Hudud Law: The crisis of serious concerns in and for Malaysia

The theocratic political party in Malaysia, PAS, is determined to see the day when the Hudud law will be implemented in its State of Kelantan.

May 08, 2014

Editor,

The theocratic political party in Malaysia, PAS, is determined to see the day when the Hudud law will be implemented in its State of Kelantan.

Meanwhile the Democratic Action Party or DAP — another political party that now governs the northern State of Penang — is vehemently objecting to the passing of a Hudud Bill.

And UMNO — the United Malay Nationalist Organization, which has been successfully lording as the party for Malay interests in Malaysia these past over half a century — is carefully treading the deep waters surrounding this broiling issue of Hudud law.

The other component parties from both sides of the divide of government and opposition are either caught in a pendulum swing of opinions or just marking silent time on the fence.

What sense do all these concerns hovering on the Hudud law, for or against, make for a nation that is caught within the pangs of transformation, modernity and fundamentalism while ASEAN is set to grapple with the globalizing agenda of the United States?

To begin with, whether one is a Muslim or a non-Muslim, the Hudud law is a concern. And that is a foregone fact.

To state that non-Muslims have no grounds to debate what is deemed sacrosanct to Muslims does not augur well for a world that is fast tracking into a realm of quantum leaps as opposed to the age-old Newtonian thinking.

Likewise for non-Muslims to divorce themselves from the Hudud law intentions is akin to living like an ostrich with its head buried in sand, given the fact that Malaysia like many other nations is home to many religions.

After fifty-seven years of independent rule, Malaysia is indeed being torn apart like a loosely fitted puzzle of united (or federated) states because of the very fundamental political roadmap upon which the country has been built.

The fact is, for as long as we have politics that is spun around race and religion divides, the country’s problems are not going to evaporate with or without Hudud law.

If Barack Obama’s words of caution (when he addressed the Young Southeast Asian Leadership Initiative – YSALI at the town hall of Malaysia’s premier University Malaya in Kuala Lumpur) are to make any difference to right-minded people, we need to acknowledge that for as long as a nation is bent on having “reasons to discriminate” by race, religion, colour, gender, status, ability and wealth, that nation is doomed.

For as long as we let race and religion become the trading chips in our quest to govern, that nation of people will only be caught in a greater web of conflicts. No matter what the prime minister of Malaysia may proclaim in eloquent diplomatic tones and resplendent promises to the world, the very political architecture of Malaysia will only continue to work against all designs and quests for progress.

To state that by comparison to its neighbours, Malaysia is already registering as a progressive nation — given its mega structures and modern facilities — is certainly short-term glorification. We fail to recognize that the oil and crop currency that also made cronies into multi-billionaires was the sole driving force for all the physical progress we see around in Malaysia.

In spirit, mind and soul, Malaysians are still far from many other nations today, this day and century, as they are grappling with the Hudud war. Concerns for and against the Hudud law is the best benchmark to reveal the actual progress or otherwise, amongst its political bureaucrats — or power-and-control architects — and the citizenry.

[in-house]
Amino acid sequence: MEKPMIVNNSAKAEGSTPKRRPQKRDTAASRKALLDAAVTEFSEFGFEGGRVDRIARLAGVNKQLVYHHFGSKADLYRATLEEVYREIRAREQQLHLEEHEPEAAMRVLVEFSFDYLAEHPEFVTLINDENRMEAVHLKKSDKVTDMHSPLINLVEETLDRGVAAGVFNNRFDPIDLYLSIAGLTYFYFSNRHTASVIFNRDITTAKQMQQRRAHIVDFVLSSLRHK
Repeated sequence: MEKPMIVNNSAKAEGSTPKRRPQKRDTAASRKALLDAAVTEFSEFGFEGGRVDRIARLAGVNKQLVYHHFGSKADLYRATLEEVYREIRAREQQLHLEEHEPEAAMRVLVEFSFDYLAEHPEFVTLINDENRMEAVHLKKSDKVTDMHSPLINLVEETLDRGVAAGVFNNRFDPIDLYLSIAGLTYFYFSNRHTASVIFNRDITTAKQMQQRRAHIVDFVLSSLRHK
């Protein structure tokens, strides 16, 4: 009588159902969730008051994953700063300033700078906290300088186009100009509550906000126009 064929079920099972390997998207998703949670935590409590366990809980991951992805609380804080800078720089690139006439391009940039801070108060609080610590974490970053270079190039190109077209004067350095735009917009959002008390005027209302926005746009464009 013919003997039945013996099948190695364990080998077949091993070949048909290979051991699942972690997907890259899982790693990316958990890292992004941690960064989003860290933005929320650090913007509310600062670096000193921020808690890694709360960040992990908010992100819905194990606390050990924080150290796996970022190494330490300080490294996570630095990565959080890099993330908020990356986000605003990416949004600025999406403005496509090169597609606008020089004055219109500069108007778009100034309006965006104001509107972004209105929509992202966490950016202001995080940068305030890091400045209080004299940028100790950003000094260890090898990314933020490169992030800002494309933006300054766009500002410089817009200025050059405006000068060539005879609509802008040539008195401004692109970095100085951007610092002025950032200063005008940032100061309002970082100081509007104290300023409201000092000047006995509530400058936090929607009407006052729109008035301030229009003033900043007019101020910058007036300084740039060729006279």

This Hudud concern on both sides of the Muslim and non-Muslim divide is indeed driving such a deep wedge into the political and social conscience of Malaysia that it may never see healing in decades to come and for as long as the political topography is anchored in race and religion.

What the world is witnessing today of Malaysia is that each political party is beginning to see how its future, relevance and validity is being challenged by the Hudud law battle. At some point, with or without the Hudud being passed, all the political parties will have to pay the price.

What then is the way forward?

Even to attempt to offer answers to that question will let all hell break loose in this tiny country of Malaysia that has such huge potential especially should World War III break out. Perhaps that too explains the American President’s visit to four nations this season, i.e. Japan, South Korea, Malaysia and Philippines.

The scenario presented here in this letter may appear extremely pessimistic. But how else can it be when the Hudud law plans are already putting so much of duress on the opposition political party coalition as well as becoming a chronic irritation to the ruling coalition.

And caught in-between are the working class population who will eventually struggle with the brunt of setbacks, with or without Hudud law.

At some point Malaysians would have sunk into a deeper abyss while race and religion takes an even more gripping hold on its population.

Whether the world’s superpowers will allow Malaysia to sink into such risky ravines — with or without Hudud law — is yet to be seen. Or is this all part of a grander scheme of global plotting to let Malaysia continue to paddle within the quicksand of race and religious divides, given Malaysia’s strategic geopolitical location and the imminent threats of World War III?

Malaysians, what do you think?

J. D. Lovrenciear
Kuala Lumpur Hudud

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